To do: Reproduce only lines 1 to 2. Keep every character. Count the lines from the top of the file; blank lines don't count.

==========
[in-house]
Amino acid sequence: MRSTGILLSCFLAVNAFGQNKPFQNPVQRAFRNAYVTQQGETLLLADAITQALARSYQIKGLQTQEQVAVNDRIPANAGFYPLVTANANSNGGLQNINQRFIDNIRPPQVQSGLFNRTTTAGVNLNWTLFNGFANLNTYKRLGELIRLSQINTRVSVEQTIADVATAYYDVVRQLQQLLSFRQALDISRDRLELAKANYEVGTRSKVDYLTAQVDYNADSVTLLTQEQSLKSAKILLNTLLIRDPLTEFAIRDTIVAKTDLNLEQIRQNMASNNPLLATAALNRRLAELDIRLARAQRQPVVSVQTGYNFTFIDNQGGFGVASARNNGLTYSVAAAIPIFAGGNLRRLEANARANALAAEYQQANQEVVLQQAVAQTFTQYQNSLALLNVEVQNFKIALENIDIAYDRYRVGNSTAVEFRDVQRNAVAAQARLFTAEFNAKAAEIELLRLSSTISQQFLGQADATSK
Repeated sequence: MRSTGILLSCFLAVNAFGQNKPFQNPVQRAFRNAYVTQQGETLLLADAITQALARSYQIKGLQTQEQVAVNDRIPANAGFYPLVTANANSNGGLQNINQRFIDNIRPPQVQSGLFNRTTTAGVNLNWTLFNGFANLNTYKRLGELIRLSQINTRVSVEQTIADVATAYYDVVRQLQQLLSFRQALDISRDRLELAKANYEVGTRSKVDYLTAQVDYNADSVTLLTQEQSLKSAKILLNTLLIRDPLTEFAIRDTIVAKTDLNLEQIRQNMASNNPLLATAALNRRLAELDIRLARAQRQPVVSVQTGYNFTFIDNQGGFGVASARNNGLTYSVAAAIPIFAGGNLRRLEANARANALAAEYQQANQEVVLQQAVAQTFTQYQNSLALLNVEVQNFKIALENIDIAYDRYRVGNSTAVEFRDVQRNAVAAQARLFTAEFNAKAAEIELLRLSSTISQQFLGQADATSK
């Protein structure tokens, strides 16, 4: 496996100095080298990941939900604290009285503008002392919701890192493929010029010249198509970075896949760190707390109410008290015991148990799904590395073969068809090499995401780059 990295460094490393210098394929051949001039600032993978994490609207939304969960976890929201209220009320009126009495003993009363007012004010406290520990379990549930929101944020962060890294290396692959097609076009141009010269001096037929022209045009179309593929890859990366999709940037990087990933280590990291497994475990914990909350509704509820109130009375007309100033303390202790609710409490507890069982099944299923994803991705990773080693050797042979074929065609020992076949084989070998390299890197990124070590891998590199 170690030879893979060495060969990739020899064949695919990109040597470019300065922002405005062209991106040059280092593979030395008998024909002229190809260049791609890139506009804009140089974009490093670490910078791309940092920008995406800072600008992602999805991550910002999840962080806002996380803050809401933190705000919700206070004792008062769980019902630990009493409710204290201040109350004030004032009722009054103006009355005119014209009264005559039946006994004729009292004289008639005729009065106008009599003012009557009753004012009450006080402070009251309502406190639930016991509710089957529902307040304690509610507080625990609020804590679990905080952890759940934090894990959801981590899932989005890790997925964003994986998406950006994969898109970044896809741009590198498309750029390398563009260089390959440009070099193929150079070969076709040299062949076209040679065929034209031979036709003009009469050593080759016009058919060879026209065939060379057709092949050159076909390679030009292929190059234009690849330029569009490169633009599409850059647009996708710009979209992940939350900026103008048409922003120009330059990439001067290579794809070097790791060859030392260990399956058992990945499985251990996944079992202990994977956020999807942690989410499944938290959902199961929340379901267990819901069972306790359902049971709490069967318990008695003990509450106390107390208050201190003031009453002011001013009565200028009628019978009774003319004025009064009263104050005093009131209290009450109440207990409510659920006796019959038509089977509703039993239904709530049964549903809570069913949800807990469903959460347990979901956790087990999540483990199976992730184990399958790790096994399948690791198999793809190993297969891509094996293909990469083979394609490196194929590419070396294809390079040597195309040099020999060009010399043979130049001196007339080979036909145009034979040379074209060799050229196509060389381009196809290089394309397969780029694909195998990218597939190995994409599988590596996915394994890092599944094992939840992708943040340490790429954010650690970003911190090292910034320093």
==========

[in-house]
Amino acid sequence: MRSTGILLSCFLAVNAFGQNKPFQNPVQRAFRNAYVTQQGETLLLADAITQALARSYQIKGLQTQEQVAVNDRIPANAGFYPLVTANANSNGGLQNINQRFIDNIRPPQVQSGLFNRTTTAGVNLNWTLFNGFANLNTYKRLGELIRLSQINTRVSVEQTIADVATAYYDVVRQLQQLLSFRQALDISRDRLELAKANYEVGTRSKVDYLTAQVDYNADSVTLLTQEQSLKSAKILLNTLLIRDPLTEFAIRDTIVAKTDLNLEQIRQNMASNNPLLATAALNRRLAELDIRLARAQRQPVVSVQTGYNFTFIDNQGGFGVASARNNGLTYSVAAAIPIFAGGNLRRLEANARANALAAEYQQANQEVVLQQAVAQTFTQYQNSLALLNVEVQNFKIALENIDIAYDRYRVGNSTAVEFRDVQRNAVAAQARLFTAEFNAKAAEIELLRLSSTISQQFLGQADATSK